A new study suggests that proteins communicate by a complex network of chemical messages which could lead to the development of new medicines.
Drugs could have a greater effect on cell function by targeting groups of proteins working together, rather than individual proteins.
Results were obtained by studying yeast, which has many corresponding proteins in human cells.
Researchers, including scientists from the University of Edinburgh, used advanced technology to identify hundreds of different proteins, and then used statistical analysis to identify the more important links between them, mapping almost 2000 connections in all.
Scientists expected to find simple links between individual proteins but were surprised to find that proteins were inter-connected in a complex web.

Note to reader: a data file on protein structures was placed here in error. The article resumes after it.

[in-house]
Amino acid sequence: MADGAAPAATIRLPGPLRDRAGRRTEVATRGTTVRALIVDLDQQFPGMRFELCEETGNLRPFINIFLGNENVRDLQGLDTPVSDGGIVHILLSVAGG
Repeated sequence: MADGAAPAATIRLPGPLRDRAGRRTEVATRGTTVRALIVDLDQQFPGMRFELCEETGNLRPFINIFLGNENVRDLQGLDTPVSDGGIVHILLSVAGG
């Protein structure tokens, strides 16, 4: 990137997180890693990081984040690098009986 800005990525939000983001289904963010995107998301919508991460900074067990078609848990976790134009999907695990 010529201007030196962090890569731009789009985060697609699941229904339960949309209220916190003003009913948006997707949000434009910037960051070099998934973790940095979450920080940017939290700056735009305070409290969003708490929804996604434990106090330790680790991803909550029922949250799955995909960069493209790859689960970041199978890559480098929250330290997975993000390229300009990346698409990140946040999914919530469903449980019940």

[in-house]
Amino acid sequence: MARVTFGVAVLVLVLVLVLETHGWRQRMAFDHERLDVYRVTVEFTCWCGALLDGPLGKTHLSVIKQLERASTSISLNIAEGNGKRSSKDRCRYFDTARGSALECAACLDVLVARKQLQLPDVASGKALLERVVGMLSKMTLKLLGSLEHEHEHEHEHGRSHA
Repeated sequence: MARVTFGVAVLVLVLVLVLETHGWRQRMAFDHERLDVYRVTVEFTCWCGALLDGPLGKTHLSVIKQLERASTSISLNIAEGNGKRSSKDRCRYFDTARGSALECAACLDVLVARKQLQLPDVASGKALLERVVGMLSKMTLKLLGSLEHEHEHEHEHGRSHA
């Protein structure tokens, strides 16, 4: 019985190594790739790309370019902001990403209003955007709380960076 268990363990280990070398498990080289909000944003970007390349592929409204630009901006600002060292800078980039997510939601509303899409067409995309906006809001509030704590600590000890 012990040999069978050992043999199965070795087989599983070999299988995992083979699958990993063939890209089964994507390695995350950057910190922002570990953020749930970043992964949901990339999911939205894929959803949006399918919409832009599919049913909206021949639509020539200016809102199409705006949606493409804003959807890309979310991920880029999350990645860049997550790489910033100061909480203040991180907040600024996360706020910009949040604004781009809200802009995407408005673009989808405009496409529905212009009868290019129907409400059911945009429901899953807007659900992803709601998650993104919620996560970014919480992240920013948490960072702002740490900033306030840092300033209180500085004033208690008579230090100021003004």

Dr Victor Neduva, of the University of Edinburgh, who took part in the study, said: "Our studies have revealed an intricate network of proteins within cells that is much more complex than we previously thought. This suggests that drugs should be more complex to treat illnesses effectively.
Professor Mike Tyers, who led the study, said: "Medicines could work better if they targeted networks of proteins rather than sole proteins associated with particular illnesses."
The research appears in the journal Science,